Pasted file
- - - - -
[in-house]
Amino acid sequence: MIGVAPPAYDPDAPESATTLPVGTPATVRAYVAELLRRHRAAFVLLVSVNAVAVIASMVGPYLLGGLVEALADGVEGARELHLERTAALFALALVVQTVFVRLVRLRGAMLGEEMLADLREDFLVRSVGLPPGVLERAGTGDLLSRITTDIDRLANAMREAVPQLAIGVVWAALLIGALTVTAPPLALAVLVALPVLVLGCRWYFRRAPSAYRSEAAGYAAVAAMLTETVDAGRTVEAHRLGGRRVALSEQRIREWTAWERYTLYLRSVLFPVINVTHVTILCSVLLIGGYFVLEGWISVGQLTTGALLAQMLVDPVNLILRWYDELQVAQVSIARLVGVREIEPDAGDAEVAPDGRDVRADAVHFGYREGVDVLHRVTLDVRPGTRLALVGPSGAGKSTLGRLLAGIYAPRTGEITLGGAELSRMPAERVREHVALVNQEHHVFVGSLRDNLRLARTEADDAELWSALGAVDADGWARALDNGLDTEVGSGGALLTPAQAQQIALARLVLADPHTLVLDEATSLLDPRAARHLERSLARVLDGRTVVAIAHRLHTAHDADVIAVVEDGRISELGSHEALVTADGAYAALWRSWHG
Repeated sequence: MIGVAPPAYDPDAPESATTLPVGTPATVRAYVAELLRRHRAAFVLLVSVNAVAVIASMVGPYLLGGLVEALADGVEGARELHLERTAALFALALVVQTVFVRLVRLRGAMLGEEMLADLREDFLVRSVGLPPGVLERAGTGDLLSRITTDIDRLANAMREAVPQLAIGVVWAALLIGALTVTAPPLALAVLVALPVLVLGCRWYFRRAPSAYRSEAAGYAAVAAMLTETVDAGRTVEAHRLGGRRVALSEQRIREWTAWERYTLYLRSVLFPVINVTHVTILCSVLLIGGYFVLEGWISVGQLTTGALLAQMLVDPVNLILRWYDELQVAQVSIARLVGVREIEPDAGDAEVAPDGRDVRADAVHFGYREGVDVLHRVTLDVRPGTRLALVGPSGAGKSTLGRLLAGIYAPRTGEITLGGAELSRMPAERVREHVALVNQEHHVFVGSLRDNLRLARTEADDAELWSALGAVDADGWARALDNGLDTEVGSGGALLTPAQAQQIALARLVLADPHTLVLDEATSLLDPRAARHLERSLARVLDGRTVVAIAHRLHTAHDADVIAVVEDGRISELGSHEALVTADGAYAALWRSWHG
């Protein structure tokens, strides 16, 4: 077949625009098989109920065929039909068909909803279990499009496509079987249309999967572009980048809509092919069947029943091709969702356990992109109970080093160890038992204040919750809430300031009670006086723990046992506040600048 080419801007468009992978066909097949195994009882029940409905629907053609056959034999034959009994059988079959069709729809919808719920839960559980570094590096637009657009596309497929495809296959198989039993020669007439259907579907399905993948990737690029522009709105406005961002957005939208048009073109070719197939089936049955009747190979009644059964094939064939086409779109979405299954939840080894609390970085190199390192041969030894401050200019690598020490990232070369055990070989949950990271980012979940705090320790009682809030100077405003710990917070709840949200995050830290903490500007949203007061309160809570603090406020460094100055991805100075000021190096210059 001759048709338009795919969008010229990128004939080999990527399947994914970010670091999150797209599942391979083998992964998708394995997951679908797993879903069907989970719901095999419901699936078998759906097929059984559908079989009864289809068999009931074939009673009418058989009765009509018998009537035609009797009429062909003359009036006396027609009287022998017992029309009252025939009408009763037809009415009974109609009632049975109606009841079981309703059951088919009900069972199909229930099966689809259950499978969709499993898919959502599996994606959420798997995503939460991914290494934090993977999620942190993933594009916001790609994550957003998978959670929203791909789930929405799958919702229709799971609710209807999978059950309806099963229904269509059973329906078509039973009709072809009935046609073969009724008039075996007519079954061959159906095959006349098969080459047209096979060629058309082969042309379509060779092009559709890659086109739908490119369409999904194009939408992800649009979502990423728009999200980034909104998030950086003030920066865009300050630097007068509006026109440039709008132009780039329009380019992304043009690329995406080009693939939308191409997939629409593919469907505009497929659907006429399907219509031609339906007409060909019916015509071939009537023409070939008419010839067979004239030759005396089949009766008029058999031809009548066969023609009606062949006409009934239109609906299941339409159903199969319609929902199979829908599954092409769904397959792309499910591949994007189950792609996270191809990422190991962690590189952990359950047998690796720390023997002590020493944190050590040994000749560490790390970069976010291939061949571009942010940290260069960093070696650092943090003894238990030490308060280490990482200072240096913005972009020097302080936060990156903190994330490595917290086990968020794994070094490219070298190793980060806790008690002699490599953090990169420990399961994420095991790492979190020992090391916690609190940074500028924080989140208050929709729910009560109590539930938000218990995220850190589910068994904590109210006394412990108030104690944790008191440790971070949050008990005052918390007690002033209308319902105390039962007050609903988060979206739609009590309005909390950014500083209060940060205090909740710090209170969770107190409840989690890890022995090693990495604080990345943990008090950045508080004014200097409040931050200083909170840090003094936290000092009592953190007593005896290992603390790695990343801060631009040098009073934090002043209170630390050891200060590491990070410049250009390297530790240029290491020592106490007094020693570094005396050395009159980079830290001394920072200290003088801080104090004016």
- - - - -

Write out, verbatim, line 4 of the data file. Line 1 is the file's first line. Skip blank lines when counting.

């Protein structure tokens, strides 16, 4: 077949625009098989109920065929039909068909909803279990499009496509079987249309999967572009980048809509092919069947029943091709969702356990992109109970080093160890038992204040919750809430300031009670006086723990046992506040600048 080419801007468009992978066909097949195994009882029940409905629907053609056959034999034959009994059988079959069709729809919808719920839960559980570094590096637009657009596309497929495809296959198989039993020669007439259907579907399905993948990737690029522009709105406005961002957005939208048009073109070719197939089936049955009747190979009644059964094939064939086409779109979405299954939840080894609390970085190199390192041969030894401050200019690598020490990232070369055990070989949950990271980012979940705090320790009682809030100077405003710990917070709840949200995050830290903490500007949203007061309160809570603090406020460094100055991805100075000021190096210059 001759048709338009795919969008010229990128004939080999990527399947994914970010670091999150797209599942391979083998992964998708394995997951679908797993879903069907989970719901095999419901699936078998759906097929059984559908079989009864289809068999009931074939009673009418058989009765009509018998009537035609009797009429062909003359009036006396027609009287022998017992029309009252025939009408009763037809009415009974109609009632049975109606009841079981309703059951088919009900069972199909229930099966689809259950499978969709499993898919959502599996994606959420798997995503939460991914290494934090993977999620942190993933594009916001790609994550957003998978959670929203791909789930929405799958919702229709799971609710209807999978059950309806099963229904269509059973329906078509039973009709072809009935046609073969009724008039075996007519079954061959159906095959006349098969080459047209096979060629058309082969042309379509060779092009559709890659086109739908490119369409999904194009939408992800649009979502990423728009999200980034909104998030950086003030920066865009300050630097007068509006026109440039709008132009780039329009380019992304043009690329995406080009693939939308191409997939629409593919469907505009497929659907006429399907219509031609339906007409060909019916015509071939009537023409070939008419010839067979004239030759005396089949009766008029058999031809009548066969023609009606062949006409009934239109609906299941339409159903199969319609929902199979829908599954092409769904397959792309499910591949994007189950792609996270191809990422190991962690590189952990359950047998690796720390023997002590020493944190050590040994000749560490790390970069976010291939061949571009942010940290260069960093070696650092943090003894238990030490308060280490990482200072240096913005972009020097302080936060990156903190994330490595917290086990968020794994070094490219070298190793980060806790008690002699490599953090990169420990399961994420095991790492979190020992090391916690609190940074500028924080989140208050929709729910009560109590539930938000218990995220850190589910068994904590109210006394412990108030104690944790008191440790971070949050008990005052918390007690002033209308319902105390039962007050609903988060979206739609009590309005909390950014500083209060940060205090909740710090209170969770107190409840989690890890022995090693990495604080990345943990008090950045508080004014200097409040931050200083909170840090003094936290000092009592953190007593005896290992603390790695990343801060631009040098009073934090002043209170630390050891200060590491990070410049250009390297530790240029290491020592106490007094020693570094005396050395009159980079830290001394920072200290003088801080104090004016």